So, we are reminded as we usually are, that we get it right when we point to Jesus. Jesus loves me. Jesus helps me to love others. Jesus helps me to do what is mete, right and salutary. Jesus helps me to be the person He would have me to be. Jesus does it through me, for me, in my place. Thanks be to Jesus for His grace and righteousness.
As you have read, hopefully in my newsletter articles and as you have heard me say, hopefully, one of the reasons I am a Lutheran is because we get it right when it comes to a proper understanding of justification and sanctification. Indeed, as we Lutherans say, the church stands or falls on the article of justification and getting it right. As you have heard time and again, justification is all done for us by Jesus. We stand before God just and holy, righteous and without sin only by God’s grace, through faith in Jesus Christ alone. Anytime we add or attempt to add anything to what Christ has done as if we need to add anything, then we lose everything. Jesus has done it all.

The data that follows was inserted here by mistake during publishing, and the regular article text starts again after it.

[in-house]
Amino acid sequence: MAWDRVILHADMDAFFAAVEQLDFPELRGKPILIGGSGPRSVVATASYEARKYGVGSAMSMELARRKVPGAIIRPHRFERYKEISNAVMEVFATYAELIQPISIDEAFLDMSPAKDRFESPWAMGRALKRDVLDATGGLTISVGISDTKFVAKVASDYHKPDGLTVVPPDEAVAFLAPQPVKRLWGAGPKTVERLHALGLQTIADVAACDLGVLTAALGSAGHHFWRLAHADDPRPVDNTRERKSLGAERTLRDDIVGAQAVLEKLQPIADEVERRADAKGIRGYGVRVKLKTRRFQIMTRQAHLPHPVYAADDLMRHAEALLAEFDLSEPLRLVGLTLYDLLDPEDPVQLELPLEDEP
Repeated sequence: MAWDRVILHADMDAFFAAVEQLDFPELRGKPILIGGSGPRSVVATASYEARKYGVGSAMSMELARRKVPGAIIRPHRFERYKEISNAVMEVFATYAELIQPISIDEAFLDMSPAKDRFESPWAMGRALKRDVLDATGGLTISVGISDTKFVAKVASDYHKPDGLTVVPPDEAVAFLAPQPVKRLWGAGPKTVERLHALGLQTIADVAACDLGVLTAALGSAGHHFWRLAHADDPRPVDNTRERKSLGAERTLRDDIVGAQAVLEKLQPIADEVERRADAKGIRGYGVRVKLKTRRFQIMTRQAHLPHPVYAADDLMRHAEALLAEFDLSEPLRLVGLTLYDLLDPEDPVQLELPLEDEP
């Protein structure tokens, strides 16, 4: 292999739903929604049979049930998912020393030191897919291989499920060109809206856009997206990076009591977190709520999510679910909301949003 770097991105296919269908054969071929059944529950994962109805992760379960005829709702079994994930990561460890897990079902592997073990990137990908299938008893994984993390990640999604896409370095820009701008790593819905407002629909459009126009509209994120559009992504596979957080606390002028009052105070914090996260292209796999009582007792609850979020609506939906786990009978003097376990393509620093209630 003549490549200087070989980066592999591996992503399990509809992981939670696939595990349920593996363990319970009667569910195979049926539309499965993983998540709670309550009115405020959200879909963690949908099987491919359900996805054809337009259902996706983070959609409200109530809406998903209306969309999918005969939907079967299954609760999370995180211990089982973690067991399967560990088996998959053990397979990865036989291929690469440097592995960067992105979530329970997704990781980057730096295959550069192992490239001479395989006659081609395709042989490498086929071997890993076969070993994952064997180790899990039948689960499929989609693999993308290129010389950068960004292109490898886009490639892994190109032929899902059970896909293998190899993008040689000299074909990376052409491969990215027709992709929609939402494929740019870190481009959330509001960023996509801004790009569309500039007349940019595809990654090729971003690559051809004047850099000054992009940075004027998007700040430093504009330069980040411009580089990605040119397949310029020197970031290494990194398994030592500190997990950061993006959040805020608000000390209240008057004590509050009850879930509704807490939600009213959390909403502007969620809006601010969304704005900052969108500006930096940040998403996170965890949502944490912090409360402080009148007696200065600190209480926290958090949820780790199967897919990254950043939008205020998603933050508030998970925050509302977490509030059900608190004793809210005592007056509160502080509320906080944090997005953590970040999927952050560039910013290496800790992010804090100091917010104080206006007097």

Sanctification on the other hand is all worked in and through us by Jesus. Here again, we get it right when we point to Jesus. As St. Paul reminds us the good that we would do we do not do, but the evil that is before us that is what we do. Thanks be to God that the Holy Spirit works in and through us to do the good works that God has prepared in advance for us to do.
Love is a summary of the commandments. We love because He first loves us. We do because He first loves us and shines His love in and through us. We do, not because of some threat, not because we have to, but we do because we cannot help but do those things He moves and stirs in us to do.
God’s demand is perfection. Because we cannot meet His demand He sends Jesus to be perfect for us. Jesus lives for us. Jesus takes our sins and gives us His perfection. Jesus suffers and dies and pays the price for our sins. Jesus rises from the dead defeating sin, death and the Devil. Jesus gives us His Holy Spirit who works in us to do the good works He has prepared in advance for us to do. Jesus love us. He loves you. And so we live our lives reflecting His love back to Him and to others so that our lives do say, to God be the glory for Jesus’ sake. Amen.